2. . Plasma IGF-1 level 1 SD below the expected median for age and body weight.
  7. Availability of caregiver to oversee administration of medications.
  8. Reasonable expectation for completion of outcome measures
  9. Residence inside the United States

Exclusion Criteria:

  1. History of pre-existing neurologic disease (such as epilepsy, brain tumors, meningitis, cerebral palsy, encephalitis, brain abscesses, vascular malformations, cerebrovascular disease, Alzheimer's disease, multiple sclerosis, or HIV-encephalitis)
  2. History of premorbid disabling condition that interfere with outcome assessments
  3. Contraindication to rhGH therapy. (hypersensitivity to rhGH or any of the components of the supplied product, including metacresol, glycerin, or benzyl alcohol)
  4. Penetrating traumatic brain injury
  5. Diabetes mellitus.
  6. Obesity (BMI > 30).
  7. Active infection.
  8. Active malignant disease.
  9. Acute critical illness, heart failure, or acute respiratory failure
  10. Previous hospitalization for TBI > 1 day
  11. Membership in a vulnerable population (prisoner)
  12. Pregnancy. Women of childbearing age will be given a pregnancy test during screening to exclude pregnancy.
  13. Lactating females

Information from the National Library of Medicine

To learn more about this study, you or your doctor may contact the study research staff using the contact information provided by the sponsor.

Please refer to this study by its ClinicalTrials.gov identifier (NCT number): NCT00766038


Locations
United States, California
Center for NeuroSkills
Bakersfield, California, United States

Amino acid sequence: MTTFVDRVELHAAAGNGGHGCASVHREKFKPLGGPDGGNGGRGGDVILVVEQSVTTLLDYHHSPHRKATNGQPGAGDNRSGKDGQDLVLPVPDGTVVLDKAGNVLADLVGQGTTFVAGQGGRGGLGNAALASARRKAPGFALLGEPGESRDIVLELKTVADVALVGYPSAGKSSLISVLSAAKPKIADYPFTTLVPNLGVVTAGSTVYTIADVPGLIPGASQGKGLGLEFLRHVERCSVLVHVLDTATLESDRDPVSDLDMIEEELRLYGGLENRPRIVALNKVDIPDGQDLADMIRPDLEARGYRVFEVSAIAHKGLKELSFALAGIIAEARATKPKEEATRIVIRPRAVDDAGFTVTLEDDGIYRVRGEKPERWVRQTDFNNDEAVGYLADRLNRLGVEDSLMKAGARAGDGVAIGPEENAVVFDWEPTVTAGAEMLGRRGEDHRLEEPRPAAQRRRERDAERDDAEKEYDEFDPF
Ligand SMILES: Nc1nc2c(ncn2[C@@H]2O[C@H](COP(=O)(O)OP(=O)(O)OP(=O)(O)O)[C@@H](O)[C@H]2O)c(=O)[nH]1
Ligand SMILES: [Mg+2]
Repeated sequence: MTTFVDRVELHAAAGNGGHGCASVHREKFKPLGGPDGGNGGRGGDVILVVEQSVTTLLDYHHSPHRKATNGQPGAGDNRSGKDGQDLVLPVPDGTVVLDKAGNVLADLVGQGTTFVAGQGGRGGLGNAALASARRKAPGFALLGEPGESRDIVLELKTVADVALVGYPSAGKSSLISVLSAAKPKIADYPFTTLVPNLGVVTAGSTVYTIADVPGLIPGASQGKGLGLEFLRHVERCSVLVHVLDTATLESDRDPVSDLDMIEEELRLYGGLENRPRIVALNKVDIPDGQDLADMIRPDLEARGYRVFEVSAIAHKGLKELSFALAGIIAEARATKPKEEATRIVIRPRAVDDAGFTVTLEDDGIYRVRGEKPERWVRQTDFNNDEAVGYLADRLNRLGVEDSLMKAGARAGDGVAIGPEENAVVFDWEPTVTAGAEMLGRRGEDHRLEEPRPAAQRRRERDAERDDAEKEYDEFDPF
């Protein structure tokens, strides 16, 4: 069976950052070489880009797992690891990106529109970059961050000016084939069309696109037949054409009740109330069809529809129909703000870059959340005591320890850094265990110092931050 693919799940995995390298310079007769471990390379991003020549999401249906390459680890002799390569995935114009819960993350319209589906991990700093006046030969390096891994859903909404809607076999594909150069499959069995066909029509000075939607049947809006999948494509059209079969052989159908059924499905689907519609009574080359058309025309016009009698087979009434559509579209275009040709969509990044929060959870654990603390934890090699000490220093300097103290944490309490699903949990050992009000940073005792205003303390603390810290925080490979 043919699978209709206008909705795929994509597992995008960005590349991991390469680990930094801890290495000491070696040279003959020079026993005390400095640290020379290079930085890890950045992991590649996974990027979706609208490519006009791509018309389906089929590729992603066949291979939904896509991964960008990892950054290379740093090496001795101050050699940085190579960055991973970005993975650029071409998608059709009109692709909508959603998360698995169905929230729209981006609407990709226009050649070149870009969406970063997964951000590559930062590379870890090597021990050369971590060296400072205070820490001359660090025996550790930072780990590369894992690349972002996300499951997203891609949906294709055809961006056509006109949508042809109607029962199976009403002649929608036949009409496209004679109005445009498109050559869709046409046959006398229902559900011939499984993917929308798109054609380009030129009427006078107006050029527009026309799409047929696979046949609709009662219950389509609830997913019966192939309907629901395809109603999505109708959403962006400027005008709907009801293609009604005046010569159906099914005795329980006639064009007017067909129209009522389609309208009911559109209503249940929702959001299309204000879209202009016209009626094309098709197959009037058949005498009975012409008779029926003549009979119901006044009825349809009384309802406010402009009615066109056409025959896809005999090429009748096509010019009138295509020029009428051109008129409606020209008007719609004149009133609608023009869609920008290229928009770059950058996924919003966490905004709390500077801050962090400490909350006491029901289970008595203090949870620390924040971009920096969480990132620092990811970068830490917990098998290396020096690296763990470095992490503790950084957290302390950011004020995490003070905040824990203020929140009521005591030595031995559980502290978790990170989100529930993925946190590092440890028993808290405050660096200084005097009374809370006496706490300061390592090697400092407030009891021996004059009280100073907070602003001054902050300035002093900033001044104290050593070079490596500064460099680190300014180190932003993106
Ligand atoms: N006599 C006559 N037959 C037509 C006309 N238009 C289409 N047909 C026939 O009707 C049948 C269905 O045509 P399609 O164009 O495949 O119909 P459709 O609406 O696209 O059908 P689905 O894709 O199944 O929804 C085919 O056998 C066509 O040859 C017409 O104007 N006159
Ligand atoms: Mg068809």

United States, Texas
Baylor University Medical Center
Dallas, Texas, United States, 75226
University of Texas Southwestern Medical Center
Dallas, Texas, United States, 75390-9036
Sponsors and Collaborators
University of Texas Southwestern Medical Center
Baylor Health Care System
Investigators
Principal Investigator: Ramon R. Diaz-Arrastia, MD, PhD University of Texas Southwestern Medical Center
Study Director: Randi Dubiel, MD Baylor Health Care System

Responsible Party: Ramon Diaz-Arrastia, Professor of Neurology, University of Texas Southwestern Medical Center
ClinicalTrials.gov Identifier: NCT00766038     History of Changes
Other Study ID Numbers: NTTBIMS-GH RCT
NIDRR H133A07002708
Pfizer GA62816O
First Posted: October 3, 2008    Key Record Dates
Last Update Posted: January 1, 2016
Last Verified: December 2015

Keywords provided by Ramon Diaz-Arrastia, University of Texas Southwestern Medical Center:
Mood disorders
Cognitive disorders
Fatigue
Metabolic disorders

Additional relevant MeSH terms:
Wounds and Injuries
Brain Injuries
Brain Injuries, Traumatic
Brain Diseases
Central Nervous System Diseases
Nervous System Diseases
Craniocerebral Trauma
Trauma, Nervous System
Hormones
Hormones, Hormone Substitutes, and Hormone Antagonists
Physiological Effects of Drugs